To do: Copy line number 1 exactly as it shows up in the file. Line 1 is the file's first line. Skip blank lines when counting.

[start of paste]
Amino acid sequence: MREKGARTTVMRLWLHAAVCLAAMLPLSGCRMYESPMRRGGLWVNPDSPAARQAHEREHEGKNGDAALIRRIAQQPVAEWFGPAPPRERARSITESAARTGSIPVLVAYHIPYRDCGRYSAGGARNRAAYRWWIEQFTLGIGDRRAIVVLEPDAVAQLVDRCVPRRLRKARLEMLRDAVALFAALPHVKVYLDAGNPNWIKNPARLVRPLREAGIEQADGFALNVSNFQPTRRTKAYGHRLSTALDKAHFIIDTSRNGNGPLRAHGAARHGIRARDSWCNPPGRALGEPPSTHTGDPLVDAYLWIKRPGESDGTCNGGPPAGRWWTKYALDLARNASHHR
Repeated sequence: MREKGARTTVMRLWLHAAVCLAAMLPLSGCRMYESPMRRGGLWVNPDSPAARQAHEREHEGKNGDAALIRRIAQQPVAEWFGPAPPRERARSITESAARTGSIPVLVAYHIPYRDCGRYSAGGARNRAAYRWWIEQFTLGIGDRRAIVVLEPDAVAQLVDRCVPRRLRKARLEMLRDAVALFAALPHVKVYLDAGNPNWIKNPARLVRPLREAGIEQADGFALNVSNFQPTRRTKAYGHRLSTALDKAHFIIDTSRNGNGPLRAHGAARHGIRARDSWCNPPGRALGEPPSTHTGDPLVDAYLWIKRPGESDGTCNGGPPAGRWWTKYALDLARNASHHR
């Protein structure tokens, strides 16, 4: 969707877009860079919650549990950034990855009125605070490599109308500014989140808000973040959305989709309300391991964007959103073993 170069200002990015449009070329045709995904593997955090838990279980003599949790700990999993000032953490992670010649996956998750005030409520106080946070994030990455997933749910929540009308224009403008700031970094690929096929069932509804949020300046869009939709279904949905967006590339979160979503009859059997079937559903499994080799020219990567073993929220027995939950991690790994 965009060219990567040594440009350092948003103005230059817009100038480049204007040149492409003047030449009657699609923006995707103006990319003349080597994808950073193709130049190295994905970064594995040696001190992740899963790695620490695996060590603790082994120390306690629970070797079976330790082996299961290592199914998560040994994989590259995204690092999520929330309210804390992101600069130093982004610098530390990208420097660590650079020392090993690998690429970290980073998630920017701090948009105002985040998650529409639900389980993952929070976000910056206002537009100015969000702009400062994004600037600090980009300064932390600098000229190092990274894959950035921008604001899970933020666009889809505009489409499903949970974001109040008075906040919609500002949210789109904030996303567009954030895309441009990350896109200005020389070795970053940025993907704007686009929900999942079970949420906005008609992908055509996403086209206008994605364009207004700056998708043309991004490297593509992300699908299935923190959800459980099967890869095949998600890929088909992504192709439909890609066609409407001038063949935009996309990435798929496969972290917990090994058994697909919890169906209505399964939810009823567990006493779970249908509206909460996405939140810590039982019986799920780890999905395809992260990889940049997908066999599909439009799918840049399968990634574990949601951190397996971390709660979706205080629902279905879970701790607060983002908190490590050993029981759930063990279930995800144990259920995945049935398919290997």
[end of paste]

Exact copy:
Amino acid sequence: MREKGARTTVMRLWLHAAVCLAAMLPLSGCRMYESPMRRGGLWVNPDSPAARQAHEREHEGKNGDAALIRRIAQQPVAEWFGPAPPRERARSITESAARTGSIPVLVAYHIPYRDCGRYSAGGARNRAAYRWWIEQFTLGIGDRRAIVVLEPDAVAQLVDRCVPRRLRKARLEMLRDAVALFAALPHVKVYLDAGNPNWIKNPARLVRPLREAGIEQADGFALNVSNFQPTRRTKAYGHRLSTALDKAHFIIDTSRNGNGPLRAHGAARHGIRARDSWCNPPGRALGEPPSTHTGDPLVDAYLWIKRPGESDGTCNGGPPAGRWWTKYALDLARNASHHR